The national respect the “Scoring Explosion” team earned in 1983 carried over to the 1984 season. Despite the loss of nine starters on offense, among them Heisman Trophy winner Mike Rozier, Irving Fryar, Turner Gill and Outland Trophy and Lombardi Award winner Dean Steinkuhler, Nebraska was ranked second in the Associated Press preseason poll.
Auburn was first, after finishing third in 1983.
The Huskers remained No. 2 after a bye week, even though Auburn was upset by defending national champion Miami in the season-opening Kickoff Classic. The Hurricanes, who moved to No. 1, had followed with a victory over Florida and were 2-0 when they were upset by 14th-ranked Michigan in the second (or third if you count the Kickoff Classic) week of the season.
Nebraska, which opened with a 42-7 victory against Wyoming, replaced Miami at No. 1, where it remained until a 17-9 road loss to a mediocre Syracuse team in the fourth game, after which the Huskers dropped to eighth. Not to worry. Nebraska made a steady climb in the AP poll as Texas and then Washington held the top spot. The Huskers moved to sixth after a 17-3 victory against No. 8 Oklahoma State. They moved to fifth after defeating Missouri 33-23, and fourth after winning at Colorado 24-7.
They climbed to third after defeating Kansas State 62-14 and second after shutting out Iowa State (44-0) in Ames. Then they returned to the top of the poll after a 41-7 victory at Kansas on the Saturday that previously-undefeated Washington (9-0) lost to No. 14 USC 16-7.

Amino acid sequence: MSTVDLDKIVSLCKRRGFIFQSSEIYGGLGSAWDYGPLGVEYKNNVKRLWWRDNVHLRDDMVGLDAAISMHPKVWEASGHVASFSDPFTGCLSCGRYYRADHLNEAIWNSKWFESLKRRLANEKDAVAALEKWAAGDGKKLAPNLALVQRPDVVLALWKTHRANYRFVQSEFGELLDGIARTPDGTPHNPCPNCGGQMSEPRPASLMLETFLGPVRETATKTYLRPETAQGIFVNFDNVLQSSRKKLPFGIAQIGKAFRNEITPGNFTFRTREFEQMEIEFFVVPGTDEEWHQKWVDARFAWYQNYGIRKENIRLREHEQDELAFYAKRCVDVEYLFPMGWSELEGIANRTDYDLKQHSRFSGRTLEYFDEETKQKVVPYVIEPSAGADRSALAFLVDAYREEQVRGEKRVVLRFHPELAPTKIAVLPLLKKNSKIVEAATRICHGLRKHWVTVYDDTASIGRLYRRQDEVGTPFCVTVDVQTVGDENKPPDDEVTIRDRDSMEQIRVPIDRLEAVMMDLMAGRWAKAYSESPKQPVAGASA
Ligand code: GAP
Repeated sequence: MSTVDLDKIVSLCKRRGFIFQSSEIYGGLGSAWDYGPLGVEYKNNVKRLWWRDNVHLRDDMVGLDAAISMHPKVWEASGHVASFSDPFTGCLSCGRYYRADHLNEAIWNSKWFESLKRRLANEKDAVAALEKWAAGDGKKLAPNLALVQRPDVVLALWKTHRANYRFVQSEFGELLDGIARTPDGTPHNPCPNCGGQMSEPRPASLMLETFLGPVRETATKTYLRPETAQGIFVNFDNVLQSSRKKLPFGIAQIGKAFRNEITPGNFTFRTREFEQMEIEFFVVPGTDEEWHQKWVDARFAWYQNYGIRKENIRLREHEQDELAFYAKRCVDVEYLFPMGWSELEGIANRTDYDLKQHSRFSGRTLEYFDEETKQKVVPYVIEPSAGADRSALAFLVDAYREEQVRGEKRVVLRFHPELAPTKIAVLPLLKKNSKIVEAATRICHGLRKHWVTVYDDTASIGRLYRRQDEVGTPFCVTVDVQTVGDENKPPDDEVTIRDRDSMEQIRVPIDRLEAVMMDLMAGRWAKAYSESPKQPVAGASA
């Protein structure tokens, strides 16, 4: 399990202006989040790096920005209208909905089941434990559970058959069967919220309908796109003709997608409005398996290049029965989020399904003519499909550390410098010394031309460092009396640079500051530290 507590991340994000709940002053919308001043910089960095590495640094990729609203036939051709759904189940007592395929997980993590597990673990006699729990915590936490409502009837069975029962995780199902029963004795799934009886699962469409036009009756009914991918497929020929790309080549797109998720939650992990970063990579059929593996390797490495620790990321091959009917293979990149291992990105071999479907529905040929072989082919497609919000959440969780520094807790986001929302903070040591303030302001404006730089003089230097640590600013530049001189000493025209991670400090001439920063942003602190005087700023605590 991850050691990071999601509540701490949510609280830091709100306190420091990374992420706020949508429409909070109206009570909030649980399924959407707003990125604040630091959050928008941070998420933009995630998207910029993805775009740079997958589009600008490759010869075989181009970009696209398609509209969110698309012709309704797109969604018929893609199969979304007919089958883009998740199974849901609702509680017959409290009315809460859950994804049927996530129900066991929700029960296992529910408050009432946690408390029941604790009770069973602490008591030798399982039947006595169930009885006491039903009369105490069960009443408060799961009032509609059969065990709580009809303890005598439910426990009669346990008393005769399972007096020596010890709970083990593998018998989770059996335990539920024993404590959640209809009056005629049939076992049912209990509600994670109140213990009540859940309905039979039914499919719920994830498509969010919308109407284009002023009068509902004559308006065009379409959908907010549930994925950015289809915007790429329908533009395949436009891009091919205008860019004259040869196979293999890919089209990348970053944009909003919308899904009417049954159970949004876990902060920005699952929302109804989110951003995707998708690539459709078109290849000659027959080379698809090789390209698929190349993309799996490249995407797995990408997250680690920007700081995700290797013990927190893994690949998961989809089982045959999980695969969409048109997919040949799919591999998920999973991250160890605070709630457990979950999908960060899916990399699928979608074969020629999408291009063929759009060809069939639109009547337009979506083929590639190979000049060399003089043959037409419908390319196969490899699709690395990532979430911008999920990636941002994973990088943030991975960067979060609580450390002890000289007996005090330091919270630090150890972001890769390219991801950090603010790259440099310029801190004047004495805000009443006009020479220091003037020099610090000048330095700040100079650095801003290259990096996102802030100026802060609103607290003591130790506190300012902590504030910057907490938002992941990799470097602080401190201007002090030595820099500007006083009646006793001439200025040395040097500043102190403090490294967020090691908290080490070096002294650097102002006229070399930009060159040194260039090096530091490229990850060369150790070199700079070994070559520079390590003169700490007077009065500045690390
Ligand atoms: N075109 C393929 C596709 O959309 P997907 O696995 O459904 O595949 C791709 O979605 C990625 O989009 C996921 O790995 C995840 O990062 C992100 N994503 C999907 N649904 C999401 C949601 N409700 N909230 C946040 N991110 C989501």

Nebraska, at 9-1, got the nod over 9-0 South Carolina and 10-0 BYU, the eventual national champ.
Senior Craig Sundberg started the first five games at quarterback for the Huskers then gave way to junior Travis Turner, who had walked on from Scottsbluff, Nebraska. Sophomore I-back Doug DuBose rushed for 1,040 yards, while senior Jeff Smith shared time and rushed for 935 yards.
The Huskers would rank third nationally in rushing, averaging 311.1 yards per game. Wingback Shane Swanson was their leading receiver, with 16 catches for 203 yards—no, that’s not a misprint.
Todd Frain had 15 catches for 218 yards and one touchdown. Four of Brian Hiemer’s 12 receptions went for touchdowns, a team-high. Frain and Hiemer were tight ends.
The defense, which had struggled at times in 1983, was the foundation for the 1984 team. Nine starters returned, including ends Bill Weber and Scott Strasburger and safety Bret Clark, all of whom earned first-team All-Big Eight honors along with linebacker Marc Munford.
Clark also earned All-America recognition as Nebraska led the nation in total defense.
Nebraska again had positioned itself to play for a national championship. Had the Huskers settled for a tie against Miami in the 1984 Orange Bowl, they almost certainly would have been national champions. If not for a controversial loss at Penn State, they could’ve played for a national title in 1982. And given the results on New Year’s Day 1982, they probably would’ve gotten national championship consideration for the 1981 season had they managed to upset Clemson in the Orange Bowl.
Osborne’s teams were that close for a fourth consecutive season in 1984.
But Oklahoma, which the Huskers had defeated the previous three seasons, stood in the way. And Coach Barry Switzer again proved to be Tom Osborne’s nemesis.
The Sooners came to Lincoln ranked No. 6, with a 7-1-1 record, the 28-11 loss to a then 2-5 Kansas team, which Nebraska would beat two weeks later 41-7, and the tie with archrival Texas.
Oklahoma, led by Brian Bosworth and Tony Casillas, ranked second to the Huskers in total defense and led the nation in rushing defense—allowing 68.8 yards on the ground per game.